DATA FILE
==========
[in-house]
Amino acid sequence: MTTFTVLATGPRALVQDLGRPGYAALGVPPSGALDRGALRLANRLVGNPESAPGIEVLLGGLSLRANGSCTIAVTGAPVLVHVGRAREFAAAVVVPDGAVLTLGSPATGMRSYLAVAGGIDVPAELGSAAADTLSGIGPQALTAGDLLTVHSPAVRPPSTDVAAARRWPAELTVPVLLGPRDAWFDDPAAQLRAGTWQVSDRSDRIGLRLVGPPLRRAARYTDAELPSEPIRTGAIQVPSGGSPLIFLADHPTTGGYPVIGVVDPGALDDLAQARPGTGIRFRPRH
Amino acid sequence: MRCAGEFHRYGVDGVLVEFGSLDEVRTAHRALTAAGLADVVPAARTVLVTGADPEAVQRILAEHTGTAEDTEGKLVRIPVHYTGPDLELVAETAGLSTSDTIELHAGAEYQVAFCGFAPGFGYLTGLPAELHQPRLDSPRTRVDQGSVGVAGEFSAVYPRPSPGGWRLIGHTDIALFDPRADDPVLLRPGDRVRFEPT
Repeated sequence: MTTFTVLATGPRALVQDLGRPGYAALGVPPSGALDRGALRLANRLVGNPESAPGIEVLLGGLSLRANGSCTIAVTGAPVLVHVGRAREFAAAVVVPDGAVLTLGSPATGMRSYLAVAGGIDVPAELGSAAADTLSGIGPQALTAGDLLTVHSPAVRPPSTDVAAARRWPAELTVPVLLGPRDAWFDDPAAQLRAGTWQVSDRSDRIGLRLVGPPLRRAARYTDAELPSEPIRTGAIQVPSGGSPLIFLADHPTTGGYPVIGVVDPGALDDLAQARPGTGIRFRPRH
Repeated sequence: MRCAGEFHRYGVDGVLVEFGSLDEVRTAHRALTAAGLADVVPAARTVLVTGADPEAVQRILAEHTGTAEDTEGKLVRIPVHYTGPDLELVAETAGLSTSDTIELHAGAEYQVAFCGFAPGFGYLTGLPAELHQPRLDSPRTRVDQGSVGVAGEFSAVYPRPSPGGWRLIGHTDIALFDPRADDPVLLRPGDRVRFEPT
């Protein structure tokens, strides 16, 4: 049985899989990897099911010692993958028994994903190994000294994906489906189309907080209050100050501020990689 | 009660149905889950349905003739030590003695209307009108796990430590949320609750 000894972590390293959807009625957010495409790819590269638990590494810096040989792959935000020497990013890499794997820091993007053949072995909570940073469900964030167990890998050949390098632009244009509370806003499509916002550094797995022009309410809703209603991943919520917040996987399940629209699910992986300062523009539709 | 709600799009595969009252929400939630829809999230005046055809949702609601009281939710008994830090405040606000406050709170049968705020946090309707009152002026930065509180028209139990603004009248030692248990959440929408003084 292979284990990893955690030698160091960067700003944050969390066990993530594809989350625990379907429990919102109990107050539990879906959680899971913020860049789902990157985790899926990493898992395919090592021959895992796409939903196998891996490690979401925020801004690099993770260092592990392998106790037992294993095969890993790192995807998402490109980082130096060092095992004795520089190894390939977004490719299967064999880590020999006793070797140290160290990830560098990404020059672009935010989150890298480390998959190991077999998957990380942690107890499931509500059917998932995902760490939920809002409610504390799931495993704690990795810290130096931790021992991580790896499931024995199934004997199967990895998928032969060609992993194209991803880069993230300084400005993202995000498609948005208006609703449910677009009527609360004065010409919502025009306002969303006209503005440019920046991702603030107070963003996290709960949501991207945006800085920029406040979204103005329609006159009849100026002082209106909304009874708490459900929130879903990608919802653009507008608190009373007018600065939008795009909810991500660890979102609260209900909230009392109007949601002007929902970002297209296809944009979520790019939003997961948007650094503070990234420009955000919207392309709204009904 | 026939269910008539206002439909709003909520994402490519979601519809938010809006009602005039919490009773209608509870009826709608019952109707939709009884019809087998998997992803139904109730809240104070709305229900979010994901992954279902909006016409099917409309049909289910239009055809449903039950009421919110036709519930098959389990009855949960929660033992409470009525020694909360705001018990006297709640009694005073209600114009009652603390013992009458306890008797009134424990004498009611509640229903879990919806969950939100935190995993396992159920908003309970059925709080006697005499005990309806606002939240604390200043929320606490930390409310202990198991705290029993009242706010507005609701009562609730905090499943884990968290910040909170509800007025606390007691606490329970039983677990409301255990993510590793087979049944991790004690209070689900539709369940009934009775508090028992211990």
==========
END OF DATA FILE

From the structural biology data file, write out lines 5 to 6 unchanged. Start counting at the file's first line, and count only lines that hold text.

Repeated sequence: MRCAGEFHRYGVDGVLVEFGSLDEVRTAHRALTAAGLADVVPAARTVLVTGADPEAVQRILAEHTGTAEDTEGKLVRIPVHYTGPDLELVAETAGLSTSDTIELHAGAEYQVAFCGFAPGFGYLTGLPAELHQPRLDSPRTRVDQGSVGVAGEFSAVYPRPSPGGWRLIGHTDIALFDPRADDPVLLRPGDRVRFEPT
């Protein structure tokens, strides 16, 4: 049985899989990897099911010692993958028994994903190994000294994906489906189309907080209050100050501020990689 | 009660149905889950349905003739030590003695209307009108796990430590949320609750 000894972590390293959807009625957010495409790819590269638990590494810096040989792959935000020497990013890499794997820091993007053949072995909570940073469900964030167990890998050949390098632009244009509370806003499509916002550094797995022009309410809703209603991943919520917040996987399940629209699910992986300062523009539709 | 709600799009595969009252929400939630829809999230005046055809949702609601009281939710008994830090405040606000406050709170049968705020946090309707009152002026930065509180028209139990603004009248030692248990959440929408003084 292979284990990893955690030698160091960067700003944050969390066990993530594809989350625990379907429990919102109990107050539990879906959680899971913020860049789902990157985790899926990493898992395919090592021959895992796409939903196998891996490690979401925020801004690099993770260092592990392998106790037992294993095969890993790192995807998402490109980082130096060092095992004795520089190894390939977004490719299967064999880590020999006793070797140290160290990830560098990404020059672009935010989150890298480390998959190991077999998957990380942690107890499931509500059917998932995902760490939920809002409610504390799931495993704690990795810290130096931790021992991580790896499931024995199934004997199967990895998928032969060609992993194209991803880069993230300084400005993202995000498609948005208006609703449910677009009527609360004065010409919502025009306002969303006209503005440019920046991702603030107070963003996290709960949501991207945006800085920029406040979204103005329609006159009849100026002082209106909304009874708490459900929130879903990608919802653009507008608190009373007018600065939008795009909810991500660890979102609260209900909230009392109007949601002007929902970002297209296809944009979520790019939003997961948007650094503070990234420009955000919207392309709204009904 | 026939269910008539206002439909709003909520994402490519979601519809938010809006009602005039919490009773209608509870009826709608019952109707939709009884019809087998998997992803139904109730809240104070709305229900979010994901992954279902909006016409099917409309049909289910239009055809449903039950009421919110036709519930098959389990009855949960929660033992409470009525020694909360705001018990006297709640009694005073209600114009009652603390013992009458306890008797009134424990004498009611509640229903879990919806969950939100935190995993396992159920908003309970059925709080006697005499005990309806606002939240604390200043929320606490930390409310202990198991705290029993009242706010507005609701009562609730905090499943884990968290910040909170509800007025606390007691606490329970039983677990409301255990993510590793087979049944991790004690209070689900539709369940009934009775508090028992211990």